Lecture notes. Taken in part from: Adley, D. J. (1991) The Physiology of Excitable Cells , Cambridge,3ed. Calabrese, R. C., Gordon, J., Hawkins, R., & Qian, Ning. (1995) Essentials of neural Science and Behavior. Study guide and practice problems . Appleton & Lange
Download Policy: Content on the Website is provided to you AS IS for your information and personal use and may not be sold / licensed / shared on other websites without getting consent from its author.While downloading, if for some reason you are not able to download a presentation, the publisher may have deleted the file from their server.
PHYSICAL PROCESS THAT EQUILIBRATES FREELY MOVING SUBSTANCES
0.1 M NaCl = 0.1 M Na + 0.1M Cl = 0.2 Osm
1) The potential difference that builds up in the above system is expressed as voltage (in mVolts).
Voltage should be thought of as a gradient. A gradient implies looking at two places or states with respect to one another.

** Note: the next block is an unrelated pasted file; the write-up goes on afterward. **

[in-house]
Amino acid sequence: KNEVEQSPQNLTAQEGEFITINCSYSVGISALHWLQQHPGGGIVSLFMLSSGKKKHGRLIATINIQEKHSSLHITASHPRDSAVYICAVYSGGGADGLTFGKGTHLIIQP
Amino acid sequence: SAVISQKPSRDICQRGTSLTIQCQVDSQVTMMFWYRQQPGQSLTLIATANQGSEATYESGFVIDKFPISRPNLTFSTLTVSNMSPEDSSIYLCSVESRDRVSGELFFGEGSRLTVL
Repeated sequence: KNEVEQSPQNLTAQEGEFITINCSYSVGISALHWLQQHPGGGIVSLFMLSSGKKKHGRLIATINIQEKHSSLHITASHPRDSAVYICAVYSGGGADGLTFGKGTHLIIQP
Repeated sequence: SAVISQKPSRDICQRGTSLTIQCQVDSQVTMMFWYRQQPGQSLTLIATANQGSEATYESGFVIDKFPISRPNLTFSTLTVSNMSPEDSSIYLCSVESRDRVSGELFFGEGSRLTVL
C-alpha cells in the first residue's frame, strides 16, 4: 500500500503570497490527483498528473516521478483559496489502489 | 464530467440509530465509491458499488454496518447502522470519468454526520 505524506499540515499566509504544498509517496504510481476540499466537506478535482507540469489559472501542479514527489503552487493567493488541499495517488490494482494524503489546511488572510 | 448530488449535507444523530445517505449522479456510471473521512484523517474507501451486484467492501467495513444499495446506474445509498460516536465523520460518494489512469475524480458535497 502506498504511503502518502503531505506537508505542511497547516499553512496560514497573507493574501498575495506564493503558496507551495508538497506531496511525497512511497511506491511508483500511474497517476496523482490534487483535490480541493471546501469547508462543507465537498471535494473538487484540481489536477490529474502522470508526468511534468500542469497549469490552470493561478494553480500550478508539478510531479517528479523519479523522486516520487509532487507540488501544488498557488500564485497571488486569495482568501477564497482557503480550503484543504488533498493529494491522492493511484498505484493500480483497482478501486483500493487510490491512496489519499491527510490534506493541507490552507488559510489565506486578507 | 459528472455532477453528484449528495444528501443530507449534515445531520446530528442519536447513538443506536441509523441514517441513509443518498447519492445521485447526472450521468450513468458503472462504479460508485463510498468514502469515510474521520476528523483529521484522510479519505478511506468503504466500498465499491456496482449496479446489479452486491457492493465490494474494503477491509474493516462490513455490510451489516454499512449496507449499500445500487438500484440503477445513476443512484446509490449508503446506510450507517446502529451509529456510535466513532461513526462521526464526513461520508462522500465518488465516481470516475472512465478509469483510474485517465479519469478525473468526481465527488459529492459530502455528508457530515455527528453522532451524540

If Compartment 1 is the reference chamber, Compartment 2 is said to be positive with respect to compartment 1. (A volt meter will point toward the positive pole).
2) This can be thought of as an electromotive force.
3) Think of this voltage as a driving force for the movement of charges in space.
δW =increment of work
δn = increment of number of moles moved.
R =gas constant (8.314 J deg-1 mole-1)
T =absolute temperature
X =molar concentrations of solute in
compartment 1 an 2
δWe = δn (zFE)
δWe = increment of work.
δn = moles moved against an electrical
Z = valence of the ion moved.
F = Faraday’s constant(96,500).
E = the potential difference between the